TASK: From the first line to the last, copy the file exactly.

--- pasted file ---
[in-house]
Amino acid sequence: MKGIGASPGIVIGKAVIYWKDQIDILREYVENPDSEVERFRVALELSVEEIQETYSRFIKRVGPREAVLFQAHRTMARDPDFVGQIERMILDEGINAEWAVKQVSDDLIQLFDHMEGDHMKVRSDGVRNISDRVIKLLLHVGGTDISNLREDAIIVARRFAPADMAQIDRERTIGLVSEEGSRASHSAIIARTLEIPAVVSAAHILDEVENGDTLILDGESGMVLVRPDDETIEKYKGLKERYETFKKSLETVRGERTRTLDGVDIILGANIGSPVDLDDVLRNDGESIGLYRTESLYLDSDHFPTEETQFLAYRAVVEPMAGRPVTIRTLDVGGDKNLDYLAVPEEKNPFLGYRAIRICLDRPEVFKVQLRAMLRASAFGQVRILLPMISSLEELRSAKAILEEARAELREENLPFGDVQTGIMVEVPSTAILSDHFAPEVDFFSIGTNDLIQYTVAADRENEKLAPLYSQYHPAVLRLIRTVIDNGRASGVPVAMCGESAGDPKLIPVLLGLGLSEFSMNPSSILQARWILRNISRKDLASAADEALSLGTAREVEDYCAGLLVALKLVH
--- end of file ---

[in-house]
Amino acid sequence: MKGIGASPGIVIGKAVIYWKDQIDILREYVENPDSEVERFRVALELSVEEIQETYSRFIKRVGPREAVLFQAHRTMARDPDFVGQIERMILDEGINAEWAVKQVSDDLIQLFDHMEGDHMKVRSDGVRNISDRVIKLLLHVGGTDISNLREDAIIVARRFAPADMAQIDRERTIGLVSEEGSRASHSAIIARTLEIPAVVSAAHILDEVENGDTLILDGESGMVLVRPDDETIEKYKGLKERYETFKKSLETVRGERTRTLDGVDIILGANIGSPVDLDDVLRNDGESIGLYRTESLYLDSDHFPTEETQFLAYRAVVEPMAGRPVTIRTLDVGGDKNLDYLAVPEEKNPFLGYRAIRICLDRPEVFKVQLRAMLRASAFGQVRILLPMISSLEELRSAKAILEEARAELREENLPFGDVQTGIMVEVPSTAILSDHFAPEVDFFSIGTNDLIQYTVAADRENEKLAPLYSQYHPAVLRLIRTVIDNGRASGVPVAMCGESAGDPKLIPVLLGLGLSEFSMNPSSILQARWILRNISRKDLASAADEALSLGTAREVEDYCAGLLVALKLVH